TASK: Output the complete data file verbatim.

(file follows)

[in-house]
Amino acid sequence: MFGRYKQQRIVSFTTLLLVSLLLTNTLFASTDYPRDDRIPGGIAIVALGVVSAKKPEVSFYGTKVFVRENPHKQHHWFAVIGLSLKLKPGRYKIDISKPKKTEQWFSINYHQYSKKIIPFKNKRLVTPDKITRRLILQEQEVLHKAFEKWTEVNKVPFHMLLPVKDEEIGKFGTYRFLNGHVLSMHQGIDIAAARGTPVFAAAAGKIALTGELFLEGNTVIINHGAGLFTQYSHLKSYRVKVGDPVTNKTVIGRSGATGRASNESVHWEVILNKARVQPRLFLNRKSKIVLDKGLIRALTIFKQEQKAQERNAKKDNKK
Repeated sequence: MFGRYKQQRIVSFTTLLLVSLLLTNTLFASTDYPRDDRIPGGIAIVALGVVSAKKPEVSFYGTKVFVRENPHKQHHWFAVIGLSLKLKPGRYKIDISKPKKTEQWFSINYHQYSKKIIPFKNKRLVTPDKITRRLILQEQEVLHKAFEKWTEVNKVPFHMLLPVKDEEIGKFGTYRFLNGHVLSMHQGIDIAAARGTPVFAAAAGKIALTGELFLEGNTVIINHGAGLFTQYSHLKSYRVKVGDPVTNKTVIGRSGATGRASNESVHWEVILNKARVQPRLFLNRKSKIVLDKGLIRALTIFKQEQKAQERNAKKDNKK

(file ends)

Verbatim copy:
[in-house]
Amino acid sequence: MFGRYKQQRIVSFTTLLLVSLLLTNTLFASTDYPRDDRIPGGIAIVALGVVSAKKPEVSFYGTKVFVRENPHKQHHWFAVIGLSLKLKPGRYKIDISKPKKTEQWFSINYHQYSKKIIPFKNKRLVTPDKITRRLILQEQEVLHKAFEKWTEVNKVPFHMLLPVKDEEIGKFGTYRFLNGHVLSMHQGIDIAAARGTPVFAAAAGKIALTGELFLEGNTVIINHGAGLFTQYSHLKSYRVKVGDPVTNKTVIGRSGATGRASNESVHWEVILNKARVQPRLFLNRKSKIVLDKGLIRALTIFKQEQKAQERNAKKDNKK
Repeated sequence: MFGRYKQQRIVSFTTLLLVSLLLTNTLFASTDYPRDDRIPGGIAIVALGVVSAKKPEVSFYGTKVFVRENPHKQHHWFAVIGLSLKLKPGRYKIDISKPKKTEQWFSINYHQYSKKIIPFKNKRLVTPDKITRRLILQEQEVLHKAFEKWTEVNKVPFHMLLPVKDEEIGKFGTYRFLNGHVLSMHQGIDIAAARGTPVFAAAAGKIALTGELFLEGNTVIINHGAGLFTQYSHLKSYRVKVGDPVTNKTVIGRSGATGRASNESVHWEVILNKARVQPRLFLNRKSKIVLDKGLIRALTIFKQEQKAQERNAKKDNKK